The White House on Monday warned President Obama will veto GOP legislation to “cut, cap and balance” spending and the budget.
In a statement of administration policy, the White House Office of Management and Budget labeled the GOP bill as an “empty political statement.”
The administration said the measure, which is not expected to move through the Senate, is unnecessary and unrealistic.
“Neither setting arbitrary spending levels nor amending the Constitution is necessary to restore fiscal responsibility,” the White House said in its statement. “Increasing the federal debt limit, which is needed to avoid a federal government default on its obligations and a severe blow to the economy, should not be conditioned on taking these actions. Instead of pursuing an empty political statement and unrealistic policy goals, it is necessary to move beyond politics as usual and find bipartisan common ground.”
The president's veto threat was followed by a full-on assault from administration officials who blasted the GOP proposal as "extreme, radical [and] unprecedented."
White House communications director Dan Pfeiffer said in a conference call Monday afternoon that the Republican plan "enshrines into the Constitution the Ryan plan on steroids." Pfeiffer was referring to the House GOP budget authored by Rep. Paul RyanPaul RyanWhite House: Vote at 3:30; Trump left 'everything on field' Pelosi: GOP will need 215 votes to pass health bill Democratic rep: GOP stands for 'Get Old People' MORE (R-Wis.), which included significant reforms to Medicare.
Republicans are rallying around the "cut, cap and balance" measure as their answer to the debt talks as negotiations between the administration and congressional leaders have stalled. Speaker John BoehnerJohn BoehnerRyan picks party over country by pushing healthcare bill The Hill's 12:30 Report GOP rushes to vote without knowing full impact of healthcare plan MORE (R-Ohio) said he was disappointed at Obama's veto threat and that the House vote would go forward Tuesday as scheduled.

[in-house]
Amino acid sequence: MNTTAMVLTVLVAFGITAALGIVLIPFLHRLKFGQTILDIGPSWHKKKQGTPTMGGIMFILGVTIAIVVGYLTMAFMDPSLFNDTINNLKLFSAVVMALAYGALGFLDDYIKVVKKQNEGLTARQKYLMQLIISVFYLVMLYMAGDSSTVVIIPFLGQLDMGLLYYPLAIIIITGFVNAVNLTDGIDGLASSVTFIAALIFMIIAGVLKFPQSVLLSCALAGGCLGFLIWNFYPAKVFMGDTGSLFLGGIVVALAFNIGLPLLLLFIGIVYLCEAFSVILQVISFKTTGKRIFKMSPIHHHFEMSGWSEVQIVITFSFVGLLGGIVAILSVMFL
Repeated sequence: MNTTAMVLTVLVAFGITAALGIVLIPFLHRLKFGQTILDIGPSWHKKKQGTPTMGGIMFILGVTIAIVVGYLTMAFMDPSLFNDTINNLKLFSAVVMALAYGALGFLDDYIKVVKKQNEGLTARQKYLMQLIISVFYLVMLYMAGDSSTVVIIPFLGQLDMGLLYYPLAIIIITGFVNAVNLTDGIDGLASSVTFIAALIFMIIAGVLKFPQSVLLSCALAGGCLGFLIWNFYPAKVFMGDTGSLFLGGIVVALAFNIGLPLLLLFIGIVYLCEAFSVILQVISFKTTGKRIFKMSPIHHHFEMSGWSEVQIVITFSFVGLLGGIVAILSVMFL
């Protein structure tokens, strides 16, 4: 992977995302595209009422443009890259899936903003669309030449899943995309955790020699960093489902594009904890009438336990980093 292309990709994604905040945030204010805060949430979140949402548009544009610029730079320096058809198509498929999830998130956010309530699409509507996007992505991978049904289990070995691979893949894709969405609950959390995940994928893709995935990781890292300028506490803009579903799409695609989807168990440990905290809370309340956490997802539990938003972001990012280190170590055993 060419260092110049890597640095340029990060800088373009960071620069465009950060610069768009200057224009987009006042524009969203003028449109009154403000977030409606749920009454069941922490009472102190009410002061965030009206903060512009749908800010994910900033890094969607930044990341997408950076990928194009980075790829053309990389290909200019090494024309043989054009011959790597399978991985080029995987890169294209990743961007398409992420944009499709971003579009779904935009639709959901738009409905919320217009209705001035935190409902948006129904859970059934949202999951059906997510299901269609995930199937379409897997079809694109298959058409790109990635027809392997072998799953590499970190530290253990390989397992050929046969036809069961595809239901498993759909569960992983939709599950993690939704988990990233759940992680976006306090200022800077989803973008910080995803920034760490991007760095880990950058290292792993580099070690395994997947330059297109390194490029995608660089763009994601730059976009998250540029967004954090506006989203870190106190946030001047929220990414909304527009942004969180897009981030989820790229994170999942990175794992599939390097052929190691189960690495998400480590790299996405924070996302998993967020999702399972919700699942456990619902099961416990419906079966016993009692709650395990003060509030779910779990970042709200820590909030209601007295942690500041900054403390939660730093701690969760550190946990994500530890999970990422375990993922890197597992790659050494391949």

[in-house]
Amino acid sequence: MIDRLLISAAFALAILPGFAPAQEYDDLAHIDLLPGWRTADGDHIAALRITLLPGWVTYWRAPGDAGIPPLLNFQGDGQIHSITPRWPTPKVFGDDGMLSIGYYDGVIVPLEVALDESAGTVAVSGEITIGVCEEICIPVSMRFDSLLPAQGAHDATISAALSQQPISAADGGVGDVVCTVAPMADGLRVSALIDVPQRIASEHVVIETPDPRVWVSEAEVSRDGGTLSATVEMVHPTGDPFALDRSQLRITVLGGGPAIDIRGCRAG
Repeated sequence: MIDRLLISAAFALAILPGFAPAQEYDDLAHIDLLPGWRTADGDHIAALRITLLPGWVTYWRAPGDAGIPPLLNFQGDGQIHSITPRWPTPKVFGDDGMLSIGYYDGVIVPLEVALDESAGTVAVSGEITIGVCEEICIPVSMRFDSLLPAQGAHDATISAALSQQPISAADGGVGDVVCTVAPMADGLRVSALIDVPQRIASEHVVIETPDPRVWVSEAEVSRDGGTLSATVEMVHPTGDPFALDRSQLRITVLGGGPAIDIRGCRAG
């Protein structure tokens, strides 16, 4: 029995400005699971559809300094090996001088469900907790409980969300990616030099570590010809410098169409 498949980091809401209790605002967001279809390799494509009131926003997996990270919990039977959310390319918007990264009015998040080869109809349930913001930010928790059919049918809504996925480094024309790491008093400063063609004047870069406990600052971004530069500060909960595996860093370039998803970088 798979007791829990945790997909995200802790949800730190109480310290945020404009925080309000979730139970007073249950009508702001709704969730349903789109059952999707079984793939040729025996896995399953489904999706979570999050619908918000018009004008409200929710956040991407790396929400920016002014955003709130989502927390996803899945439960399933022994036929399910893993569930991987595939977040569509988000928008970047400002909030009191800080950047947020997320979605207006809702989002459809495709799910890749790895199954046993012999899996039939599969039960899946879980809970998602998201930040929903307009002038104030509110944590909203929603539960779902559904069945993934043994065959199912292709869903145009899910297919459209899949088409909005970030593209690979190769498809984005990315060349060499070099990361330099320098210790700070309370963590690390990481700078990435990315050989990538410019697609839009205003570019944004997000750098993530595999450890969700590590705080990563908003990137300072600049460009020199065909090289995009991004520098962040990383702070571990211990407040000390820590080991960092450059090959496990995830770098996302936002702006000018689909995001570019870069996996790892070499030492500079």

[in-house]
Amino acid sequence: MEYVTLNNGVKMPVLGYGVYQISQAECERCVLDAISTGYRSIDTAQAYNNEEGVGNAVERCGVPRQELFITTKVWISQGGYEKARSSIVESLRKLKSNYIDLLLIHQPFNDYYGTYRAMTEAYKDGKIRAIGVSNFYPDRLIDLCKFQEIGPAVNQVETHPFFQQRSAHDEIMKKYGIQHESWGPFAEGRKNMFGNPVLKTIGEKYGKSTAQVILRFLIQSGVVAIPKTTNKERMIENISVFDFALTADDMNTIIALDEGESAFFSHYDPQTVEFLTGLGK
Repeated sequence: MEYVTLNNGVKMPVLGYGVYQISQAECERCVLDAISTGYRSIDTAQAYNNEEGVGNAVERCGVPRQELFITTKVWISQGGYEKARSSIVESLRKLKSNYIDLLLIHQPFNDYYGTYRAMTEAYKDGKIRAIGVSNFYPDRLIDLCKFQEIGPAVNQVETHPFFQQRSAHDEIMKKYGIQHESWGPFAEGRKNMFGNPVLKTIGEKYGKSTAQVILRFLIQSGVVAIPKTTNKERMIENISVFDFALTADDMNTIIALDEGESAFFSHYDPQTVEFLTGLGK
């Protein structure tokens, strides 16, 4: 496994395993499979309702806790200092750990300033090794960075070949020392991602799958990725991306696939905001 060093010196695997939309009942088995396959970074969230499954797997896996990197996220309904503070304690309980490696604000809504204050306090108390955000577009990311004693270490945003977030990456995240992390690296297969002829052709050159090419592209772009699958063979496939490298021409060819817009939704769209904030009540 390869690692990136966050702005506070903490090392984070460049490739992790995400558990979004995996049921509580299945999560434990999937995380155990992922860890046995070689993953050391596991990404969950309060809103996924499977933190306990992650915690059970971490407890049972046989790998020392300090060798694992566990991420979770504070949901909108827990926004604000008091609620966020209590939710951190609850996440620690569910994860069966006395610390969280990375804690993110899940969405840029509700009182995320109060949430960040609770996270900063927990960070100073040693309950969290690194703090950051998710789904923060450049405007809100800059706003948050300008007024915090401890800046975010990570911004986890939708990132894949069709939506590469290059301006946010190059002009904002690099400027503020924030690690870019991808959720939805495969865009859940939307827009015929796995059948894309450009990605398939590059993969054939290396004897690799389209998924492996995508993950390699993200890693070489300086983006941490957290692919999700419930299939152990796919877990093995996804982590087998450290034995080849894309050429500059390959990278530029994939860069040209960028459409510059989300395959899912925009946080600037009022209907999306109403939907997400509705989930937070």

"It’s disappointing the White House would reject this common-sense plan to rein in the debt and deficits that are hurting job creation in America," BoehnerJohn BoehnerRyan picks party over country by pushing healthcare bill The Hill's 12:30 Report GOP rushes to vote without knowing full impact of healthcare plan MORE said in a statement. "While American families have to set priorities and balance their books, this White House obviously isn’t serious about making the same tough choices.
"This unfortunate veto threat should make clear that the issue is not congressional inaction, but rather the [resident’s unwillingness to cut spending and restrain the future growth of our government. If we are going to raise the debt limit and avoid default, the White House must be willing to demonstrate more courage than we have seen to date," Boehner said.
Senate GOP leader Mitch McConnellMitch McConnellUnder pressure, Dems hold back Gorsuch support Overnight Healthcare: Trump threatens to leave ObamaCare in place if GOP bill fails Senate GOP hedges on ObamaCare repeal timeline MORE (Ky.) has offered a proposal that would grant responsibility to Obama for raising the debt ceiling, but it is unpopular with House conservatives.
The administration lambasted the "cut, cap and balance" proposal as setting out “a false and unacceptable choice between the federal government defaulting on its obligations now or, alternatively, passing a Balanced Budget Amendment that, in the years ahead, will likely leave the nation unable to meet its core commitment of ensuring dignity in retirement.”
The White House also blasted some of the cuts Republicans have suggested, saying the proposal would “undercut the federal government’s ability to meet its core commitments to seniors, middle-class families and the most vulnerable, while reducing our ability to invest in our future.
“[The bill] would set unrealistic spending caps that could result in significant cuts to education, research and development and other programs critical to growing our economy and winning the future,” the statement said. “It could also lead to severe cuts in Medicare and Social Security, which are growing to accommodate the retirement of the baby boomers, and put at risk the retirement security for tens of millions of Americans.”
—This story was posted at 12:37 and last updated at 3:58 p.m.